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This article is a deeper-dive guide to troubleshooting problems with publishing Flexera SPS packages to Windows Server Update Services that can also be installed in configuration with System Center Configuration Manager as a "Software Update Point" [SUP]. It provides you with the required logic to follow problems with publishing to their root cause and eliminate it efficiently. 


The user receives an error message from WSUS along the lines of 'failed to publish' with a 32-bit unsigned integer as the error code.


[06/09 13:42:55.495] Failed to create package: : -2147352567 , In 'Publisher.invoke'
Code: -2146233079

Failed to sign package; error was: 2147942421
--> System.InvalidOperationException: Failed to sign package; error was: 2147942421


WSUS errors can have a number of causes depending on the different scenarios created by the infrastructure in question. In order to better understand the problem, you should work through the following list of factors to investigate.

The basics:

  • Is the WSUS service on the WSUS server running?
  • Is the WSUS server connection information correct?

    • This can be found by using a remote Snap-In connection to your WSUS server interface
User-added image
Is the code-signing certificate correctly placed at the Trusted Publishers, Trusted Root Certification Authorities, and WSUS stores?

  • This can be found using the Certificates snap-in [Run > certlm.msc]

User-added image

  • Or via Powershell  [dir cert:\LocalMachine\ -recurse]

cert powershell.PNG

NOTE: You can also try using Powershell ISE and some where {} clause filtering:

dir cert:\LocalMachine\ -Recurse | where {$_.HasPrivateKey -eq $True} | select Subjectdir cert:\LocalMachine\ -Recurse | where {$_.HasPrivateKey -eq $True} | select Subjectdir cert:\LocalMachine\ -Recurse | where {$_.HasPrivateKey -eq $True} | select Subject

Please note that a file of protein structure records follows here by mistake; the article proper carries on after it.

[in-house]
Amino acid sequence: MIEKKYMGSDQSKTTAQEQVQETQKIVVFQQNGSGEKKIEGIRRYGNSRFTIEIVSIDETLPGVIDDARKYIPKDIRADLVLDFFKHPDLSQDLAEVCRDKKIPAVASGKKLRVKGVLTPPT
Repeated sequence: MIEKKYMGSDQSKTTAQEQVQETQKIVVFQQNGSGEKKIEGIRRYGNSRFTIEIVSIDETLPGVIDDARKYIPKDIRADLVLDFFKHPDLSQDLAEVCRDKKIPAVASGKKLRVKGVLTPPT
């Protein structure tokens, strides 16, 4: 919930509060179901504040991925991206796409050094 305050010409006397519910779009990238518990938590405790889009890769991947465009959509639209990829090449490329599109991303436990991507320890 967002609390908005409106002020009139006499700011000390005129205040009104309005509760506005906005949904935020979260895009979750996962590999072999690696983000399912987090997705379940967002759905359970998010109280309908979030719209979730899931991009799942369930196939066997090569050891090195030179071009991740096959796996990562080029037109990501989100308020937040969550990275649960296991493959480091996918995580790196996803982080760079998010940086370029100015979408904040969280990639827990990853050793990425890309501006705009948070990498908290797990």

Continue further if the keys and placement of your code-signing certificate was by the books. 

Does the certificate in the WSUS store contain the private key?

  • This can be verified by double-clicking the certificate inside the WSUS store.

Is the WSUS code signing certificate valid? Error 2148204810 usually indicates that the certificate has expired. Check and renew if needed. 

[07/16 12: 46: 04.202] Failed to create package:: -2147352567, In & # 39; Publisher.invoke & # 39;
Code: -2146233079
Error signing the package: 2148204810
  - & gt; System.InvalidOperationException: Error signing package: 2148204810
More troubleshooting options:

If the above checks don't seem to indicate where the problem lies then you should try some more advanced troubleshooting techniques. The items below describe some pitfalls that can cause problems with WSUS integration.

  • Is there enough space on WSUS?
    • Check the storage space available on the volume where the UpdateServicesPackages directory is located

  • Privileges (UpdateServicesPackages directory)?
    • Does the user account context being used with CSI via Internet Explorer have write access to this directory?

  • Has the update store been moved recently? (UpdateServicesPackages directory/WSUS Local Content Cache location)
  • Is there an alias record for the WSUS server that's different than the computer name?
    • Here you'll want to check to see where your DNS record is pointing to.

  • Check the UpdateServicesPackage location (WSUS Local Content Cache location) defined in WSUS database
    • If your WSUS server uses the default internal database then install MS SQL management studio. Open SQL Management Studio and then use one of the following two possibilities depending on the version you're running for the instance name: \\.\pipe\MSSQL$MICROSOFT##SSEE\sql\query (2003-2008) or \\.\pipe\MICROSOFT##WID\tsql\query (2012) . This style of instance name is required because connecting to the Internal Database requires named pipes.

    • If you're running your WSUS DB on another instance you'll want to open SQL Management Studio and connect using the instance name and authentication settings that fit to your environment.

    • You'll then run the following query:
      • USE [SUSDB]
        FROM [dbo].[tbConfigurationB]

      • Which should give a result similar to the following:
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Check the registry value for the UpdateServicesPackages Directory to ensure it's correct.
  • This can be found under HKLM\Software\Microsoft\Update Services\Server\Setup

User-added image